To celebrate the launch of Ballet Now – an exciting ground-breaking choreographic platform created by Birmingham Royal Ballet and Sadler’s Wells that will support 10 choreographers, 10 composes and 10 designers in the creation of two new one-act ballets for the next 5 years – Birmingham Royal Ballet presented a triple bill that showcased home-grown talent.
Opening the evening, Birmingham Royal Ballet’s very own First Artist and Choreographer presented her first commissioned piece Arcadia, the story of half man, half goat, god Pan. Dancing the title role Brandon Lawrence is captivating, embodying the animalistic qualities in his movements, with a rippling body he is both strong and subtle as he brings Pan to life. Joined by a chorus of nymphs Ruth Brill creates a dream-like Greek landscape all moody and mystical, set to an atmospheric saxophone score that accompanies the appearance of the Goddess of the Moon (Céline Gittens) who together with Pan performs an intoxicating pas de deux that is a highlight of the piece.
The second piece Le Baiser de la Fée by Michael Corder presents a dark story of a baby boy claimed by menacingly beautiful fairies, whose happily ever after and marriage to his beautiful bride is scuppered by evil treachery that leads to his dramatic death. The sets and costumes are lavish and impressive, with the fairy dresses glittering black and silver with twig-like sparkling crowns. Set to music by Igor Stravinsky, Lachlan Monaghan and Momoko Hirata – as the cursed son and bride to be – create a star struck tragic and enthralling pair. The scene at the bride’s house is particularly impressive with Hirata giving a lovely performance as she prepares for her wedding. Sadly the Fairy (Jenna Roberts) deceives the young man and he’s lured to his death dramatically closing out the historically reverential narrative ballet.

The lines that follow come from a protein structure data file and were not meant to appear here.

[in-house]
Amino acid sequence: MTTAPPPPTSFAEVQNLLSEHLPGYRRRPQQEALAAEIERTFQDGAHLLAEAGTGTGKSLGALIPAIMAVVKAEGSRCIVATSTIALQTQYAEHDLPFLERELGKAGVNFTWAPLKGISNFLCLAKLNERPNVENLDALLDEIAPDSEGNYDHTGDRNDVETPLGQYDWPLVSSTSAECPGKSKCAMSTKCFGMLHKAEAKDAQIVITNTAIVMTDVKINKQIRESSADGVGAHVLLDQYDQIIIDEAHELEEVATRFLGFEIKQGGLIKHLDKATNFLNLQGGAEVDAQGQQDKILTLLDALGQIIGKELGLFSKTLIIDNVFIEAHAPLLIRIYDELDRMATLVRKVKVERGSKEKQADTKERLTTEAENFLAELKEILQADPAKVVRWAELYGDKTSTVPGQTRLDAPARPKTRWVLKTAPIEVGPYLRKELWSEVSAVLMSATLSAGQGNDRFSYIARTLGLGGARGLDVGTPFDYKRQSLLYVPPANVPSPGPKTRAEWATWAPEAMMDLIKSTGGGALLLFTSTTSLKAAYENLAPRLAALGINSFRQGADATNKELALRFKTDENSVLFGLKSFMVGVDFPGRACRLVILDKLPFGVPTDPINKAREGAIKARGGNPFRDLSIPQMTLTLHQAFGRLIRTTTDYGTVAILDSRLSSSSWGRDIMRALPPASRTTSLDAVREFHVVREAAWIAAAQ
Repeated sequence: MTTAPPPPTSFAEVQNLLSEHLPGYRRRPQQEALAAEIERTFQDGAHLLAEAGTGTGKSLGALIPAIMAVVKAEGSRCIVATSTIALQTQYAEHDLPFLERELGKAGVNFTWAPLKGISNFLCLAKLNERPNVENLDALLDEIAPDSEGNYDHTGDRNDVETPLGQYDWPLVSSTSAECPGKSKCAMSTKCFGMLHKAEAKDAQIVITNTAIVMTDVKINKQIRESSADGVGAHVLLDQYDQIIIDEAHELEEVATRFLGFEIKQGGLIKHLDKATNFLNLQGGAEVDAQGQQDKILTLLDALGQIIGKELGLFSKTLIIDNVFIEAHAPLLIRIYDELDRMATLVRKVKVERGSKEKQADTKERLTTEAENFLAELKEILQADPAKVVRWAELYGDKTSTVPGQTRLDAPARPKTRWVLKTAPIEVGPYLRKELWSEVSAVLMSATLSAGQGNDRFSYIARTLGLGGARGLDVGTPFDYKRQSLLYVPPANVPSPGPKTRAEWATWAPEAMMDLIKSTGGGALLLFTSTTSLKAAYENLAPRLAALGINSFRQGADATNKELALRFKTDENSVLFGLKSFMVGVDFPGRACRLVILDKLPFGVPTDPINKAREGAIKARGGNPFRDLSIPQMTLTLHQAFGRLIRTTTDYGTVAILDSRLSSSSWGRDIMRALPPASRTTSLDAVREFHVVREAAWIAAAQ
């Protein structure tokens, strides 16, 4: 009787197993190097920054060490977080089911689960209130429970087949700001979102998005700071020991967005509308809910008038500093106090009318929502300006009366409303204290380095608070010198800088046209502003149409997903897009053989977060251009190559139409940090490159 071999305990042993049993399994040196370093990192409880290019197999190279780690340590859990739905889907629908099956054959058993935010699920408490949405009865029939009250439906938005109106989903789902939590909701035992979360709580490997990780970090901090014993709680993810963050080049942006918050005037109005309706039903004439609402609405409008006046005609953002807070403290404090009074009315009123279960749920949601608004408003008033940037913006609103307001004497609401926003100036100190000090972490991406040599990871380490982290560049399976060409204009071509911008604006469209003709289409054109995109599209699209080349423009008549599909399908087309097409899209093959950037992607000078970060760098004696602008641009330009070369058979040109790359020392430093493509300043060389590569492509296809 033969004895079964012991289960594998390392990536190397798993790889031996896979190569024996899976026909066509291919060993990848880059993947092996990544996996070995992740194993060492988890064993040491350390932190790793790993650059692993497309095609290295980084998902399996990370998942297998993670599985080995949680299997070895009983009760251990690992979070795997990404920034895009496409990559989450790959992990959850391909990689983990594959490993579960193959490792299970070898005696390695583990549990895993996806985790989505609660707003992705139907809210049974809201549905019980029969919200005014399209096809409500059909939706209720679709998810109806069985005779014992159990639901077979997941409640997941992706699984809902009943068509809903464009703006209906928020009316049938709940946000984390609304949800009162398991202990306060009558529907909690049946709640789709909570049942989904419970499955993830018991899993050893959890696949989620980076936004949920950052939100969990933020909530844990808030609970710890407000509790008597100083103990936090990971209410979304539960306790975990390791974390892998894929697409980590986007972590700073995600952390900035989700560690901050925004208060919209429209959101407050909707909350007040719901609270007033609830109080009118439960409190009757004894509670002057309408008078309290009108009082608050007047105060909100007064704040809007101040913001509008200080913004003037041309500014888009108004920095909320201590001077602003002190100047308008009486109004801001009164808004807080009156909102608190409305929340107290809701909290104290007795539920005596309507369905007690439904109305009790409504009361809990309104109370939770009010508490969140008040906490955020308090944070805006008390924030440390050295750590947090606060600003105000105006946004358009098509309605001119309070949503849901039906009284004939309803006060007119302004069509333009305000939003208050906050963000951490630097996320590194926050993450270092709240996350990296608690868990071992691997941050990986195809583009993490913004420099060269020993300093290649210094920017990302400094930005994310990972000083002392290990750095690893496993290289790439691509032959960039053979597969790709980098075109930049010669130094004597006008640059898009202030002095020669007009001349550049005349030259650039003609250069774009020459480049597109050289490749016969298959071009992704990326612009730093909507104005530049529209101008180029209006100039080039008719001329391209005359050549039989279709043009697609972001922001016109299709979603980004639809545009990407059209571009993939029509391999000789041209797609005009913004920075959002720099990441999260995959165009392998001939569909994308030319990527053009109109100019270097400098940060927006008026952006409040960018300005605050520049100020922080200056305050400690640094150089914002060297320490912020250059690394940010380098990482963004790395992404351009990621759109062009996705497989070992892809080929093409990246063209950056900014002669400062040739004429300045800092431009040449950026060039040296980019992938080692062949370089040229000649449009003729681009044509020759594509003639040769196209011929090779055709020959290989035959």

Birmingham Royal Ballet left the best for last with David Bintley’s ‘Still Life’ at the Penguin Café. Not only does this come as a delightful comic relief to the two preceding darker pieces, but it’s a sublime contemporary ballet with unique and interesting choreography that is wildly entertaining. Taking shelter from a storm, Ruth Brill stepped back onto the stage as The Great Auk (Penguin) emboldened with character, together with a cast of enchanting animals each with their bright individual personality and wit, but bearing a deeper meaning about the destruction of our precious environment. With a frolicking ram, a cheeky kangaroo rat, neon fleas, a stupendous striped zebra and a magical monkey we’re dazzled by their physical beauty and awed by their dancing. The wondrous waltzes, stand out solos, dynamic duos and scenes filled with cabaret, ballroom and pizzaz make us we fall in love with the cast from Tyrone Singleton as the zebra to Tzu-Chao Chou as the Kangaroo rat. Although seemingly frivolous, it’s a poignant and important piece with multiple levels of meaning that will remain firmly in the hearts of the audience.
Reviewed at Sadler’s Wells on 3 November 2017.